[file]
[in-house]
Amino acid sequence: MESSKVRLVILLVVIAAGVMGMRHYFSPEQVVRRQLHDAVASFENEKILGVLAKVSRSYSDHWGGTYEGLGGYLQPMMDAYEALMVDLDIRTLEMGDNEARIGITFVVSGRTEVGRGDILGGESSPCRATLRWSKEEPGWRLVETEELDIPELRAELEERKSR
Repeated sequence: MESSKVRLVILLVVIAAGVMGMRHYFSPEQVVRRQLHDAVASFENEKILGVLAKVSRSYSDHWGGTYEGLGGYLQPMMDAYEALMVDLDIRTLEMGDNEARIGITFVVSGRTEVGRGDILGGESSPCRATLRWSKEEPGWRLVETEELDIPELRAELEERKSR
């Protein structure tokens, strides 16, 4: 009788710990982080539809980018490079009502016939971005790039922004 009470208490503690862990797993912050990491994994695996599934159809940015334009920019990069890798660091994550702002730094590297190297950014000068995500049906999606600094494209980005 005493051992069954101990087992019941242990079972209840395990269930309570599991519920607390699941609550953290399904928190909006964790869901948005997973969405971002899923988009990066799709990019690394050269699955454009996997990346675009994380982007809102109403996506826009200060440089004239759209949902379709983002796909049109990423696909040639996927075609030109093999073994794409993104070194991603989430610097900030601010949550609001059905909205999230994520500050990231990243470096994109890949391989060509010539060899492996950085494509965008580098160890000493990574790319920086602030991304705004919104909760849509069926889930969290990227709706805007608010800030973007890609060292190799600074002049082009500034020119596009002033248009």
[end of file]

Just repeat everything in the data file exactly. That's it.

[in-house]
Amino acid sequence: MESSKVRLVILLVVIAAGVMGMRHYFSPEQVVRRQLHDAVASFENEKILGVLAKVSRSYSDHWGGTYEGLGGYLQPMMDAYEALMVDLDIRTLEMGDNEARIGITFVVSGRTEVGRGDILGGESSPCRATLRWSKEEPGWRLVETEELDIPELRAELEERKSR
Repeated sequence: MESSKVRLVILLVVIAAGVMGMRHYFSPEQVVRRQLHDAVASFENEKILGVLAKVSRSYSDHWGGTYEGLGGYLQPMMDAYEALMVDLDIRTLEMGDNEARIGITFVVSGRTEVGRGDILGGESSPCRATLRWSKEEPGWRLVETEELDIPELRAELEERKSR
């Protein structure tokens, strides 16, 4: 009788710990982080539809980018490079009502016939971005790039922004 009470208490503690862990797993912050990491994994695996599934159809940015334009920019990069890798660091994550702002730094590297190297950014000068995500049906999606600094494209980005 005493051992069954101990087992019941242990079972209840395990269930309570599991519920607390699941609550953290399904928190909006964790869901948005997973969405971002899923988009990066799709990019690394050269699955454009996997990346675009994380982007809102109403996506826009200060440089004239759209949902379709983002796909049109990423696909040639996927075609030109093999073994794409993104070194991603989430610097900030601010949550609001059905909205999230994520500050990231990243470096994109890949391989060509010539060899492996950085494509965008580098160890000493990574790319920086602030991304705004919104909760849509069926889930969290990227709706805007608010800030973007890609060292190799600074002049082009500034020119596009002033248009």